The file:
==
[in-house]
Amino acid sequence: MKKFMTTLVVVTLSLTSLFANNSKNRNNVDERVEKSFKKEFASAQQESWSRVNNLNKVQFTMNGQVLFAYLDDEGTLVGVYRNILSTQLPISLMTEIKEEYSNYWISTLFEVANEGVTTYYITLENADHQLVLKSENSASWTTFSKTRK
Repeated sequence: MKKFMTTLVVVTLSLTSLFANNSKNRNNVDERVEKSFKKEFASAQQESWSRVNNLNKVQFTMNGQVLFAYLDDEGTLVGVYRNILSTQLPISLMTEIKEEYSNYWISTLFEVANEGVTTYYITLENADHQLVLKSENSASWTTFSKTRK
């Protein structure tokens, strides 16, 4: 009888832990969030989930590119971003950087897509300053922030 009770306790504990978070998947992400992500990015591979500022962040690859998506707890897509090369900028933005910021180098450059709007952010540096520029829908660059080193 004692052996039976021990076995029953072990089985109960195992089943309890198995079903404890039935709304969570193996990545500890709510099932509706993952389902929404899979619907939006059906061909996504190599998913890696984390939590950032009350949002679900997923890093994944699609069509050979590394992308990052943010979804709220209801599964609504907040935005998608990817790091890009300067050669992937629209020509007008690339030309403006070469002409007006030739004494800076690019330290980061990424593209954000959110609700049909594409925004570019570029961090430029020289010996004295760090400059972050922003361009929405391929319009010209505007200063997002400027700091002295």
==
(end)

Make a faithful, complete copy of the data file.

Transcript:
[in-house]
Amino acid sequence: MKKFMTTLVVVTLSLTSLFANNSKNRNNVDERVEKSFKKEFASAQQESWSRVNNLNKVQFTMNGQVLFAYLDDEGTLVGVYRNILSTQLPISLMTEIKEEYSNYWISTLFEVANEGVTTYYITLENADHQLVLKSENSASWTTFSKTRK
Repeated sequence: MKKFMTTLVVVTLSLTSLFANNSKNRNNVDERVEKSFKKEFASAQQESWSRVNNLNKVQFTMNGQVLFAYLDDEGTLVGVYRNILSTQLPISLMTEIKEEYSNYWISTLFEVANEGVTTYYITLENADHQLVLKSENSASWTTFSKTRK
């Protein structure tokens, strides 16, 4: 009888832990969030989930590119971003950087897509300053922030 009770306790504990978070998947992400992500990015591979500022962040690859998506707890897509090369900028933005910021180098450059709007952010540096520029829908660059080193 004692052996039976021990076995029953072990089985109960195992089943309890198995079903404890039935709304969570193996990545500890709510099932509706993952389902929404899979619907939006059906061909996504190599998913890696984390939590950032009350949002679900997923890093994944699609069509050979590394992308990052943010979804709220209801599964609504907040935005998608990817790091890009300067050669992937629209020509007008690339030309403006070469002409007006030739004494800076690019330290980061990424593209954000959110609700049909594409925004570019570029961090430029020289010996004295760090400059972050922003361009929405391929319009010209505007200063997002400027700091002295």